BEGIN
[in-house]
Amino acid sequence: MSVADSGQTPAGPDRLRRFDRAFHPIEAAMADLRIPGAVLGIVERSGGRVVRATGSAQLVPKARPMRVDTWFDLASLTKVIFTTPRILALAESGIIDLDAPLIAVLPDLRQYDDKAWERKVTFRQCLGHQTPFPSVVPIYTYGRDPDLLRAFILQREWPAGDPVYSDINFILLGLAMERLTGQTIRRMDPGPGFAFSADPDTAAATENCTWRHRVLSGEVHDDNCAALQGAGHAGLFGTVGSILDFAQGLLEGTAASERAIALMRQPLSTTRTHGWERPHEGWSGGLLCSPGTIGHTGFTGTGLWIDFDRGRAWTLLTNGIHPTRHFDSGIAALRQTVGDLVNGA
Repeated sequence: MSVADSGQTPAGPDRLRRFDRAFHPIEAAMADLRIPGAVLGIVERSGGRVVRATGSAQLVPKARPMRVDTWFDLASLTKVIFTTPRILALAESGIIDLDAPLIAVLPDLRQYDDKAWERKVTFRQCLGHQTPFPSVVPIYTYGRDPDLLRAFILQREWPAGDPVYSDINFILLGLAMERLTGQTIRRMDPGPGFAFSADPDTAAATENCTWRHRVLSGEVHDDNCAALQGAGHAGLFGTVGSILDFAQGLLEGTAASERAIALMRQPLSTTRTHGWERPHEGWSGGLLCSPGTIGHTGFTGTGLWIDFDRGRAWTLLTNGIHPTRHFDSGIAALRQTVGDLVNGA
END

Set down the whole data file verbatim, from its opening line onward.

[in-house]
Amino acid sequence: MSVADSGQTPAGPDRLRRFDRAFHPIEAAMADLRIPGAVLGIVERSGGRVVRATGSAQLVPKARPMRVDTWFDLASLTKVIFTTPRILALAESGIIDLDAPLIAVLPDLRQYDDKAWERKVTFRQCLGHQTPFPSVVPIYTYGRDPDLLRAFILQREWPAGDPVYSDINFILLGLAMERLTGQTIRRMDPGPGFAFSADPDTAAATENCTWRHRVLSGEVHDDNCAALQGAGHAGLFGTVGSILDFAQGLLEGTAASERAIALMRQPLSTTRTHGWERPHEGWSGGLLCSPGTIGHTGFTGTGLWIDFDRGRAWTLLTNGIHPTRHFDSGIAALRQTVGDLVNGA
Repeated sequence: MSVADSGQTPAGPDRLRRFDRAFHPIEAAMADLRIPGAVLGIVERSGGRVVRATGSAQLVPKARPMRVDTWFDLASLTKVIFTTPRILALAESGIIDLDAPLIAVLPDLRQYDDKAWERKVTFRQCLGHQTPFPSVVPIYTYGRDPDLLRAFILQREWPAGDPVYSDINFILLGLAMERLTGQTIRRMDPGPGFAFSADPDTAAATENCTWRHRVLSGEVHDDNCAALQGAGHAGLFGTVGSILDFAQGLLEGTAASERAIALMRQPLSTTRTHGWERPHEGWSGGLLCSPGTIGHTGFTGTGLWIDFDRGRAWTLLTNGIHPTRHFDSGIAALRQTVGDLVNGA